S gi, Talking Leaves Native American Bookstore
am 7. Juni 1999
I began reading this book as someone pretty well informed about the Leonard Peltier case; I knew all the facts and figures, knew of all the lies and injustices perpetrated against this soft-spoken, engaging, and strong-hearted Ojibwa-Sioux...and still my heart broke a little more with each page I read. To read this book is to realize that Leonard Peltier is not a murderer, and his imprisonment does not bring justice for slain FBI agents Jack Coler and Ronald Williams. If anything, only more injustice has been done them, because there is no justice in convicting the wrong man. That says only that their "brothers" in the FBI do not care who really killed them, provided someone - someone Indian - pays for it. I knew from before that Leonard was a quietly strong man who cares deeply for his people, but in this powerful memoir he shows also his grace, his eloquence, and his tremendous capacity for forgiveness and hope. Everyone should read this book. In particular, certain higher-ups in the FBI should read this book. They already know that Leonard is not a murderer; to this point, they have not let that bother them. I challenge anyone to read this book and not feel for Leonard Peltier. To Leonard: I am a white woman, and I have never had the pleasure to meet you face to face (yet), but I say to you anyway, Mitakuye Oyasin! I am pulling for you as hard as I can, and I pray you will one day be free.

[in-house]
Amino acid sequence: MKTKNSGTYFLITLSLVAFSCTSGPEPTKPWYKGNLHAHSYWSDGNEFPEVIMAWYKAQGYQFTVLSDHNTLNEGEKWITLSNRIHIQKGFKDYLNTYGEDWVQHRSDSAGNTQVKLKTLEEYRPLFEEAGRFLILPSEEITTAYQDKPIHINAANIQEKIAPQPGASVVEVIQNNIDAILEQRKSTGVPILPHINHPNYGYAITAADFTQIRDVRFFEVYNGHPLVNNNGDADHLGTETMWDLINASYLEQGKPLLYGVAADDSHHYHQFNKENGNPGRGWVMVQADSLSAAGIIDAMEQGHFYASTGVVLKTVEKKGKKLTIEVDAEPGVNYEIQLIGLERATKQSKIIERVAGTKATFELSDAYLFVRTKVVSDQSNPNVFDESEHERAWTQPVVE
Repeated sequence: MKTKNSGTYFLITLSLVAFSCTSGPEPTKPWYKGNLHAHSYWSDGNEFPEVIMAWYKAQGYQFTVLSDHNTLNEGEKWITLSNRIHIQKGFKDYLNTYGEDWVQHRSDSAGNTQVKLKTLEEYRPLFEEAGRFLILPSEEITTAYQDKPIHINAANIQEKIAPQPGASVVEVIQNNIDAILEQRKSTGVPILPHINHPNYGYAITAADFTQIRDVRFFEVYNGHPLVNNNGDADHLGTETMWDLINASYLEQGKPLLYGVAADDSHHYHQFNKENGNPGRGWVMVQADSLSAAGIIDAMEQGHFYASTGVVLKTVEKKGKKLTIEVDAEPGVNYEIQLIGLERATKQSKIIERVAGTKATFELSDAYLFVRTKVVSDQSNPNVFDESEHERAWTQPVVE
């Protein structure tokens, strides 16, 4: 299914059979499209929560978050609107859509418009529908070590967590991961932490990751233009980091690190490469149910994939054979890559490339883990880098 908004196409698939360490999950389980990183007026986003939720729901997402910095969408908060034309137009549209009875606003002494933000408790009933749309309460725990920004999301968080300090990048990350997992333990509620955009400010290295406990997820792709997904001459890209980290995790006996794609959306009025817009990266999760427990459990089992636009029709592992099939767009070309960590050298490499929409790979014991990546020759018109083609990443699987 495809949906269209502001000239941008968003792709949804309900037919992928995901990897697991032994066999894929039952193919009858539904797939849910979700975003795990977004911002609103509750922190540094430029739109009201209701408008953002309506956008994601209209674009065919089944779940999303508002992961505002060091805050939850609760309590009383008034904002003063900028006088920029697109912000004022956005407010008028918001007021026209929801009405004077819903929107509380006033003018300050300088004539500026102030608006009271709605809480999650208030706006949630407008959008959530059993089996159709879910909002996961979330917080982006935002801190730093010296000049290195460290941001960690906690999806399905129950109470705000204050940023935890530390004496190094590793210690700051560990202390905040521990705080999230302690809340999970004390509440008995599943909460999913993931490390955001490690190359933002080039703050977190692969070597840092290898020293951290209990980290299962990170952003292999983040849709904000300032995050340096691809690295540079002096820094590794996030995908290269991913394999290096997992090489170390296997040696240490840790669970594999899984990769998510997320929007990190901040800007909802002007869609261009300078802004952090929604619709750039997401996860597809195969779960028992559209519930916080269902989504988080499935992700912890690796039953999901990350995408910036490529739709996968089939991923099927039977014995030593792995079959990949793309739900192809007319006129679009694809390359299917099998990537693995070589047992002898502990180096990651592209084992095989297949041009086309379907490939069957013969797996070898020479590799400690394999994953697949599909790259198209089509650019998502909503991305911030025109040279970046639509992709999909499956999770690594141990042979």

am 10. September 1999